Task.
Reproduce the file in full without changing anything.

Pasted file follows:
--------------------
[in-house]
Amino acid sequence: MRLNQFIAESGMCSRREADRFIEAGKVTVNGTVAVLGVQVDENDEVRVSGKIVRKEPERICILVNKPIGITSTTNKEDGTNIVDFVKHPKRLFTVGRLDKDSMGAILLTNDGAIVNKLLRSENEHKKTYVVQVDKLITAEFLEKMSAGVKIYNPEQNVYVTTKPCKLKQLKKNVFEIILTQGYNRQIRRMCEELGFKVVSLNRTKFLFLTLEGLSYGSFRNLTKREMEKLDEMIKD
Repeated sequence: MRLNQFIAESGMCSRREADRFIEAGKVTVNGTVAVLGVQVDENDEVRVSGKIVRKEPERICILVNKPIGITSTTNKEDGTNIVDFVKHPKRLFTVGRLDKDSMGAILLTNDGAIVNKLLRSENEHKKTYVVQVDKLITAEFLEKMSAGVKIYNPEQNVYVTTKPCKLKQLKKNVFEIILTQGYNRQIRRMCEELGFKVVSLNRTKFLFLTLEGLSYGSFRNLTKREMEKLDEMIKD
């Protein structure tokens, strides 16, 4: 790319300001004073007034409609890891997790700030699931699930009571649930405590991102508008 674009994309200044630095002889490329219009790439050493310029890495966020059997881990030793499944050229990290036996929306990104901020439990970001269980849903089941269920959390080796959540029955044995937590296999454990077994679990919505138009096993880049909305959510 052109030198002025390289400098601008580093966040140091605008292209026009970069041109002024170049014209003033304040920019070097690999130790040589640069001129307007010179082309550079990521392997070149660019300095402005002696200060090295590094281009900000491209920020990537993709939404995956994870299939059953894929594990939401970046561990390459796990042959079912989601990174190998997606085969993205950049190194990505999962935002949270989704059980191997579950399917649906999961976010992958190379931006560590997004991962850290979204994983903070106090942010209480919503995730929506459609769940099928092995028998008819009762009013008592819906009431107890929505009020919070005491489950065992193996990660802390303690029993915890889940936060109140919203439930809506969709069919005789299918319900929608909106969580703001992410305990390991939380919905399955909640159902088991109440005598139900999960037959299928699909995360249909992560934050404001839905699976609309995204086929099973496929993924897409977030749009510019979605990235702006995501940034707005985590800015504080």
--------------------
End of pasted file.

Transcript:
[in-house]
Amino acid sequence: MRLNQFIAESGMCSRREADRFIEAGKVTVNGTVAVLGVQVDENDEVRVSGKIVRKEPERICILVNKPIGITSTTNKEDGTNIVDFVKHPKRLFTVGRLDKDSMGAILLTNDGAIVNKLLRSENEHKKTYVVQVDKLITAEFLEKMSAGVKIYNPEQNVYVTTKPCKLKQLKKNVFEIILTQGYNRQIRRMCEELGFKVVSLNRTKFLFLTLEGLSYGSFRNLTKREMEKLDEMIKD
Repeated sequence: MRLNQFIAESGMCSRREADRFIEAGKVTVNGTVAVLGVQVDENDEVRVSGKIVRKEPERICILVNKPIGITSTTNKEDGTNIVDFVKHPKRLFTVGRLDKDSMGAILLTNDGAIVNKLLRSENEHKKTYVVQVDKLITAEFLEKMSAGVKIYNPEQNVYVTTKPCKLKQLKKNVFEIILTQGYNRQIRRMCEELGFKVVSLNRTKFLFLTLEGLSYGSFRNLTKREMEKLDEMIKD
């Protein structure tokens, strides 16, 4: 790319300001004073007034409609890891997790700030699931699930009571649930405590991102508008 674009994309200044630095002889490329219009790439050493310029890495966020059997881990030793499944050229990290036996929306990104901020439990970001269980849903089941269920959390080796959540029955044995937590296999454990077994679990919505138009096993880049909305959510 052109030198002025390289400098601008580093966040140091605008292209026009970069041109002024170049014209003033304040920019070097690999130790040589640069001129307007010179082309550079990521392997070149660019300095402005002696200060090295590094281009900000491209920020990537993709939404995956994870299939059953894929594990939401970046561990390459796990042959079912989601990174190998997606085969993205950049190194990505999962935002949270989704059980191997579950399917649906999961976010992958190379931006560590997004991962850290979204994983903070106090942010209480919503995730929506459609769940099928092995028998008819009762009013008592819906009431107890929505009020919070005491489950065992193996990660802390303690029993915890889940936060109140919203439930809506969709069919005789299918319900929608909106969580703001992410305990390991939380919905399955909640159902088991109440005598139900999960037959299928699909995360249909992560934050404001839905699976609309995204086929099973496929993924897409977030749009510019979605990235702006995501940034707005985590800015504080």